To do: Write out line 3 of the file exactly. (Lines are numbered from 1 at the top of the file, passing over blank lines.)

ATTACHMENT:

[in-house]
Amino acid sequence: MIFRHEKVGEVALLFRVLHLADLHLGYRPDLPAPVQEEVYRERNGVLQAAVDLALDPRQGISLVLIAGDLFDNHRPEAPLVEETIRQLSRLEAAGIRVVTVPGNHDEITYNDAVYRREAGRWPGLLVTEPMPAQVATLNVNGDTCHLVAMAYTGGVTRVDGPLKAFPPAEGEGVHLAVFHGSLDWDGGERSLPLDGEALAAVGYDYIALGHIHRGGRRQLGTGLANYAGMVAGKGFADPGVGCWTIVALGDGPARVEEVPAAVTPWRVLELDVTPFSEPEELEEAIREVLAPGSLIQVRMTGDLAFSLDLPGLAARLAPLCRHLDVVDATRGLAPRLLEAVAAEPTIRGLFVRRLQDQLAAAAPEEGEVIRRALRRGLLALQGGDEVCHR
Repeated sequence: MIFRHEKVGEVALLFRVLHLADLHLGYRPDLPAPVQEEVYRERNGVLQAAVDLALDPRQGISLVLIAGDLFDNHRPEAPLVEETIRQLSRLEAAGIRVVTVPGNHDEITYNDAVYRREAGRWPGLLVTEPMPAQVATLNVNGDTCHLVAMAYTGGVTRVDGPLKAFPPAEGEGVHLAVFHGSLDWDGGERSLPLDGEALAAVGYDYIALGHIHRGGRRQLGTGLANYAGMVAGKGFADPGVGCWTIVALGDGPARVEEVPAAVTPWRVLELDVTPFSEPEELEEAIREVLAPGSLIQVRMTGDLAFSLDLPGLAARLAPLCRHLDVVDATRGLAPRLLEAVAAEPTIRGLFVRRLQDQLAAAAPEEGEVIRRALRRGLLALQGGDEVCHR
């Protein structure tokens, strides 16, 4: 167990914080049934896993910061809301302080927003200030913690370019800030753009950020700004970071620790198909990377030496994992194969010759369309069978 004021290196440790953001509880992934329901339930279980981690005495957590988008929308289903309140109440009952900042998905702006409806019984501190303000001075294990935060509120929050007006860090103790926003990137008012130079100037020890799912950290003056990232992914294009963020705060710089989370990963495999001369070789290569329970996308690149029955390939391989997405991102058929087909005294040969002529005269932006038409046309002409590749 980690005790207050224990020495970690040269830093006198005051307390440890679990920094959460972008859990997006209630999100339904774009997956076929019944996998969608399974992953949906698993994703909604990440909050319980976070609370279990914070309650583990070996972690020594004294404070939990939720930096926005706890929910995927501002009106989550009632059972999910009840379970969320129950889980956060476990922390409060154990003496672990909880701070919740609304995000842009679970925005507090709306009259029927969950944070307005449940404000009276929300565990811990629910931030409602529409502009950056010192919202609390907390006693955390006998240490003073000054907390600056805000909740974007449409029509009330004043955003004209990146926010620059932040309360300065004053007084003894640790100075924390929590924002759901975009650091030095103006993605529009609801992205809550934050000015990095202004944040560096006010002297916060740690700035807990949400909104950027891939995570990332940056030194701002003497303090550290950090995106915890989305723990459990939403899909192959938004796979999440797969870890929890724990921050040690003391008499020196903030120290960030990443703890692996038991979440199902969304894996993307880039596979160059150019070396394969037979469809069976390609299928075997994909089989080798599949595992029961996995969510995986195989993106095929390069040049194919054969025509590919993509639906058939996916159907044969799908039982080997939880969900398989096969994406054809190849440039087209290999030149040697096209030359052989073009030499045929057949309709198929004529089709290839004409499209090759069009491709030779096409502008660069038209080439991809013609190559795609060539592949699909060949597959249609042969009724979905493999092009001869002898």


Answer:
Repeated sequence: MIFRHEKVGEVALLFRVLHLADLHLGYRPDLPAPVQEEVYRERNGVLQAAVDLALDPRQGISLVLIAGDLFDNHRPEAPLVEETIRQLSRLEAAGIRVVTVPGNHDEITYNDAVYRREAGRWPGLLVTEPMPAQVATLNVNGDTCHLVAMAYTGGVTRVDGPLKAFPPAEGEGVHLAVFHGSLDWDGGERSLPLDGEALAAVGYDYIALGHIHRGGRRQLGTGLANYAGMVAGKGFADPGVGCWTIVALGDGPARVEEVPAAVTPWRVLELDVTPFSEPEELEEAIREVLAPGSLIQVRMTGDLAFSLDLPGLAARLAPLCRHLDVVDATRGLAPRLLEAVAAEPTIRGLFVRRLQDQLAAAAPEEGEVIRRALRRGLLALQGGDEVCHR